31 January 2012

Old Lutheran Quote of the Day

Our Lord Jesus has an unusual way of managing His Christians.  The greater His saint the greater the cross that saint must bear.  The more He loves a man, the more roughly He rakes him over the coals of anguish.  No one should become a Christian with the intent of having a good life in this world.  Abraham's case here clearly shows this. -- Blessed Valerius Herberger, The Great Works of God III/IV, p. 84.

4 comments:

Unknown said...

This is another, albeit early, instance of the “it’s all about us” theology. One might first ask whether it is possible for Someone Whose love is perfect, to love someone more and someone less. Also, it makes our Lord a sadist. Surely God does not look at someone and says, “Wow, what a wonderful saint! I must really make him suffer!” How much He must have loved those victims of the Holocaust who underwent unspeakable suffering - suffering we cannot begin to imagine. Here I will boast foolishly, as Paul did, “I know I have seen and experienced more suffering than the majority of the people who sit next to me in church. But God does not love me any more, or, for that matter, any less than he loves them.” Finally, should a person think, “God does not love me,” because that person is not suffering? Or maybe he is not even a Christian?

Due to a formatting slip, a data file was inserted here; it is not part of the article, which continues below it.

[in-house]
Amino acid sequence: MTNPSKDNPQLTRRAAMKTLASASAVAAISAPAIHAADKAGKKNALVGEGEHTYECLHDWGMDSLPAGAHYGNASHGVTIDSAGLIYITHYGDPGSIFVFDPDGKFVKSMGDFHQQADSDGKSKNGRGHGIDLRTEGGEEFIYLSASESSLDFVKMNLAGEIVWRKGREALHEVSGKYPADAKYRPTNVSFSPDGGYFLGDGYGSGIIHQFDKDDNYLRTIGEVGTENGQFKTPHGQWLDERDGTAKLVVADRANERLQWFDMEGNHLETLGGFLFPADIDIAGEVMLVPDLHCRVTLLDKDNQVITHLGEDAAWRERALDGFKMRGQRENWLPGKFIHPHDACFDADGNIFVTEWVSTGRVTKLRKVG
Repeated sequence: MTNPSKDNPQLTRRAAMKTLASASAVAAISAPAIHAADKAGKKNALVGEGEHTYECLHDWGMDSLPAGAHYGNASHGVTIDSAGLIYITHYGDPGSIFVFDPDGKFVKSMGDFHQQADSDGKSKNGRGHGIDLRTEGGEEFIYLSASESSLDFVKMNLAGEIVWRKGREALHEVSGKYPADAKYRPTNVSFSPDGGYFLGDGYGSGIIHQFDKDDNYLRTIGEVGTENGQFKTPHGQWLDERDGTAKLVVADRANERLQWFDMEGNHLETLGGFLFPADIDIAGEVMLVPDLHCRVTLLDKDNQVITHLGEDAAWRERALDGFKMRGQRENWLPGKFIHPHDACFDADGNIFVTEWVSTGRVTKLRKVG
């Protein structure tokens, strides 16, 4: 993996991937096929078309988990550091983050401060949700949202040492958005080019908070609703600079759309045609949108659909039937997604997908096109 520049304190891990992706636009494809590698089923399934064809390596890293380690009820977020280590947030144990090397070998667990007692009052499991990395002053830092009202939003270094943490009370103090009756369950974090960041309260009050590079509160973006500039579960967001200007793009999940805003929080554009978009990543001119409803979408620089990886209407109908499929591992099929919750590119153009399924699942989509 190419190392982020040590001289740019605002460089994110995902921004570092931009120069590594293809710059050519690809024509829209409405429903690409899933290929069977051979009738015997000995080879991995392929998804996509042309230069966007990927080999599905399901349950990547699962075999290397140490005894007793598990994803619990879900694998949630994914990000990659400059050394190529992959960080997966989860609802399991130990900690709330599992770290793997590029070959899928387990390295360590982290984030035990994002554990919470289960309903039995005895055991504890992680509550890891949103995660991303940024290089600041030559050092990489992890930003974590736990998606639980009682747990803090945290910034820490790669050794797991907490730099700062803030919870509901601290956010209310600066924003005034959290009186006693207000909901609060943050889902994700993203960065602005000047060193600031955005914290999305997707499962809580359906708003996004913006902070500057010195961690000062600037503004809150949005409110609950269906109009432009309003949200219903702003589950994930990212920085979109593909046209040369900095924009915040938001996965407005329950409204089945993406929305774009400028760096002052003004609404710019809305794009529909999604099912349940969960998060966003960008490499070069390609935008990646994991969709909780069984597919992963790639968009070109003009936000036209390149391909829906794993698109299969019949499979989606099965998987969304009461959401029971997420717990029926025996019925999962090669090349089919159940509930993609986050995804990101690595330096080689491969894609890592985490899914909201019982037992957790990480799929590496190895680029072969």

If He loves to make those Whom He loves suffer, why did our Lord teach us to pray, “And bring us not to the time of hard testing”?

Indeed “nobody should become a Christian with the intent of having a good life in this world.” Nobody ever does! One becomes a Christian because one is called by the Holy Spirit through the Gospel.

God is not responsible for suffering any more than He is responsible for sin and death. Adam is; and we are. God does not send us suffering. It comes as the natural result of the Fall. But He is the only one Who can use suffering for redemption, as He did in His own dear Son, and as He can through His saints, whom He gives faith to accept suffering and still praise Him.

Peace and Joy!
George A. Marquart

andrew said...

Whom the Lord loves he chastens, and he scourges every son whom he receives (Heb 12).

Unknown said...

Andrew, you may want to look into the exegesis of Proverbs 3:11-12. Today we distinguish between parental discipline and abuse. When people are beaten to death, starved to death, burned to death or tortured and killed in unspeakable ways, this is not from God. Or raked over coals, for that matter.

As an aside, I am saddened that this topic has not generated as much interest as the Swedish Preface.

Peace and Joy!
George A. Marquart

Al Bergstrazer said...

In regards to this subject I would recommend a mini-article in The Lutheran Study Bible entitled 'God's Work in Healing' pg. 1800.